New mom secrets and liesWhy moms fib or exaggerate to their friends, family, pediatrician, and strangers, and why it's sometimes healthy.
Lies we tell our parents
If there's one thing that mothers and mothers-in-law are good at, it's giving unsolicited advice. So how do you tell these opinionated women that they don't always know best? You pick up a paintbrush and start whitewashing.
As one mom put it: "My mother-in-law vehemently disagrees with me on most aspects of child-raising, and I can't take the stress of that on top of the stress of raising kids and working. So I say, 'Yes, Mom, I've been letting the baby cry it out,' which actually means that I let her cry for two or three minutes. Or I say, 'Yes, she loves the present you sent' -- that choking hazard I stuck in the attic."
Kristin Carlson of Appleton, Wisconsin, agrees. "My mom wants me to feed my baby solids to help him sleep longer, but I think it's too early, so I tell her that I tried but that he refused to take it. I don't feel great lying to her, but I just don't want to do it." (For the record, Kristin, if you don't want to lie, the truth is that starting solids early does not help infants sleep longer.)
Sometimes, the fibs just boil down to pride: "If I'm having a bad day, I definitely don't tell my mom," says Beth Vagle of Denver. "I don't want her to think I can't handle it."
Lies we tell our husbands
Yes, it's true. A new mom's partner in parenthood isn't immune from deceit. "Since I've been pregnant," says Megan Gross of Seaman, Ohio, "I've told my husband that the smell of dish soap makes me nauseous. Now he has to do all the dishes!" Hmm, maybe that would work with laundry detergent, too.
"My husband and I have an agreement that whoever is holding the baby when she poops is the one to change the diaper," says Kristina Landreneau of Langley, Virginia. "Sometimes when I know she has a dirty diaper, I pass her off to him. A few minutes later I say, 'I think I just heard the baby poop.'"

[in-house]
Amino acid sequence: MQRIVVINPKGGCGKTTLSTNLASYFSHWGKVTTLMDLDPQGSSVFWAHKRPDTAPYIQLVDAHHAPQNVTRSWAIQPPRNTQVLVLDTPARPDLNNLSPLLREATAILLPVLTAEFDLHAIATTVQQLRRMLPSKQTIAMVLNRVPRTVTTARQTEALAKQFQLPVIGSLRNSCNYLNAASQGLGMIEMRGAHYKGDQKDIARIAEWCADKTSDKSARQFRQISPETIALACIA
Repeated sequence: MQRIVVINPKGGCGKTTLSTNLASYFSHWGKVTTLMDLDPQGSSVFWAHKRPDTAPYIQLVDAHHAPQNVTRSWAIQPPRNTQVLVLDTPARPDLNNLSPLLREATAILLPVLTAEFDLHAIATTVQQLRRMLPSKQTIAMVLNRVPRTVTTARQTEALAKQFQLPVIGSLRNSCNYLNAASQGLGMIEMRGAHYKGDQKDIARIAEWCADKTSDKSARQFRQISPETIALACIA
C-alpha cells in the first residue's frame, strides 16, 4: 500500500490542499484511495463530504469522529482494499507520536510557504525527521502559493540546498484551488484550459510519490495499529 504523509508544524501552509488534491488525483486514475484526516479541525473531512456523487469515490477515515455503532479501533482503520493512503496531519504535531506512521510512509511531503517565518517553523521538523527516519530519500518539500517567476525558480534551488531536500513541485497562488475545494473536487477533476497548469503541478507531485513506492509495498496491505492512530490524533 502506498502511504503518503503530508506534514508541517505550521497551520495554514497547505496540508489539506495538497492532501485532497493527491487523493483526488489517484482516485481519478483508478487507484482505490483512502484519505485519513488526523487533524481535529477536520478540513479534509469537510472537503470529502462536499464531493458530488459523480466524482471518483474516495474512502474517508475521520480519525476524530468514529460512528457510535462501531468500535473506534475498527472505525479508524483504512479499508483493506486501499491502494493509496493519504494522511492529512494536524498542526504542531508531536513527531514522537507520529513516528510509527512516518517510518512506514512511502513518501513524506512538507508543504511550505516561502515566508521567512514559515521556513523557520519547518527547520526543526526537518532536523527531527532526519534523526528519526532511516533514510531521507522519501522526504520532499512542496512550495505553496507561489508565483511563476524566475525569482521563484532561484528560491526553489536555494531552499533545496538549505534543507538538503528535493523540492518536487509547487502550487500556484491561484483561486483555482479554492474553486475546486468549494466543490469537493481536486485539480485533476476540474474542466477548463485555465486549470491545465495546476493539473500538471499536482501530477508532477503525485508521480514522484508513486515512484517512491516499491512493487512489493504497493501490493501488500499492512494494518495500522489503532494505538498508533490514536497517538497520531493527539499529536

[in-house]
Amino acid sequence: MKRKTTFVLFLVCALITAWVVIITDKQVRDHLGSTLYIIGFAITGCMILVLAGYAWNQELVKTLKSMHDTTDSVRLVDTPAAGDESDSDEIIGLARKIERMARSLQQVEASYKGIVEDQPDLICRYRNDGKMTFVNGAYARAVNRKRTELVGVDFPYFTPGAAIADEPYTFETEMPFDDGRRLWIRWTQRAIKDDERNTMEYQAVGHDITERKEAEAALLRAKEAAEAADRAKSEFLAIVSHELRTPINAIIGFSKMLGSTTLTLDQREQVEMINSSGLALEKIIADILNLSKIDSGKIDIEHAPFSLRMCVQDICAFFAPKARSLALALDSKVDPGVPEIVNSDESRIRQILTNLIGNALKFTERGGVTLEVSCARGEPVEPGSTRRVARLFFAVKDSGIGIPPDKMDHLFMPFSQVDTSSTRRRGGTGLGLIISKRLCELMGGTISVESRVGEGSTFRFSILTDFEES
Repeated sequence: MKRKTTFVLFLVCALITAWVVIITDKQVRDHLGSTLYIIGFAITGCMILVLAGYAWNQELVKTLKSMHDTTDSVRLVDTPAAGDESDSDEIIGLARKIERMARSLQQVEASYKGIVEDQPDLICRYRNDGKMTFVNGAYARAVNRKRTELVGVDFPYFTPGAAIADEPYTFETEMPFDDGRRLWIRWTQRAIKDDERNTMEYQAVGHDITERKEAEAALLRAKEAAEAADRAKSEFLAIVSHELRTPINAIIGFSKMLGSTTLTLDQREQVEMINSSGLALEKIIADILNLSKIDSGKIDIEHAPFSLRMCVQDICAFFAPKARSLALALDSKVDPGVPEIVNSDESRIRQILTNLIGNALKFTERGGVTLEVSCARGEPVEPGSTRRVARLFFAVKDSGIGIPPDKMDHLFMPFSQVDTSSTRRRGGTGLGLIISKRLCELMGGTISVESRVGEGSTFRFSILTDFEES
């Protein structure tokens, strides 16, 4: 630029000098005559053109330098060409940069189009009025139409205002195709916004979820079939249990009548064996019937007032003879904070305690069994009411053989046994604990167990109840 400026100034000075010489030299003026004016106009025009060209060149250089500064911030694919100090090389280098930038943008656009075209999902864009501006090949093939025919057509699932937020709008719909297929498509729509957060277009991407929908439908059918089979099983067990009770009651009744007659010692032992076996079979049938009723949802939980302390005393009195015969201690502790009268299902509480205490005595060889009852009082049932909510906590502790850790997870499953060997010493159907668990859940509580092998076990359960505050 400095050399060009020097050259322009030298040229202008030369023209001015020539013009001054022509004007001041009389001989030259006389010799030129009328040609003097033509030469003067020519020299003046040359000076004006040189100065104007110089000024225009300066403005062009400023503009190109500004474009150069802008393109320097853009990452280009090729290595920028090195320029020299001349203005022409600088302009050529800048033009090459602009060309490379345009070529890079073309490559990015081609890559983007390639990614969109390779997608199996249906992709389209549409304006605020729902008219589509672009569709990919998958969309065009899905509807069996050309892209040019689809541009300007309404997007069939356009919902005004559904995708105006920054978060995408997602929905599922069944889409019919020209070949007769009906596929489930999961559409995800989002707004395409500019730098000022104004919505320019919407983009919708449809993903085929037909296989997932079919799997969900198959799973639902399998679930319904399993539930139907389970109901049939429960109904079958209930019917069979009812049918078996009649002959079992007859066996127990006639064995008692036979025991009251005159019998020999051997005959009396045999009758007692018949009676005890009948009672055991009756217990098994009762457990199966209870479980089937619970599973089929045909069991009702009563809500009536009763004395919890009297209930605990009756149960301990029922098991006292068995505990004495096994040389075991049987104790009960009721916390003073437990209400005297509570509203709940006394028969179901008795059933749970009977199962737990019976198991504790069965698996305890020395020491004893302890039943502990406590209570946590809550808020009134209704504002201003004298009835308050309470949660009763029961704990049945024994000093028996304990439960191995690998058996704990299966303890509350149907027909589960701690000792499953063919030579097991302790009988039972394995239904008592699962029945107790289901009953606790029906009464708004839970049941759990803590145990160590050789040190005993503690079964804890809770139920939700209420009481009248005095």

As long as you don't hide your underlying feelings -- whether it's resentment that he's not helping out enough or worries that you're not a "good enough" mom -- from your husband, DePaulo says, small lies like these are common and most likely go both ways.
Sometimes the lies a new mom tells her husband serves more to alleviate her own guilt than to deceive him. Case in point: finding personal time. AtBabytalk, we think moms have the right to demand a little time to themselves, but many of you feel so guilty about making "me" time that you find it easier to sneak it in instead. "I'm with my three kids all week while my husband works," says Emma Haygood of Berrien Springs, Michigan. "On Sundays, I tell him I have to go grocery shopping for a few hours. I really do go shopping, but I spend at least 40 minutes at a nearby Starbucks sipping a latte and reading the paper before heading home. It's my little secret!"
The award for best poker face, however, goes to a New York City mom of two who wishes to remain anonymous (so as not to blow her brilliant cover). "I had a day off from work that my husband didn't know about. I left the house for work as usual, but I spent the entire day by myself -- going to the movies and the gym -- before coming home. He never knew."
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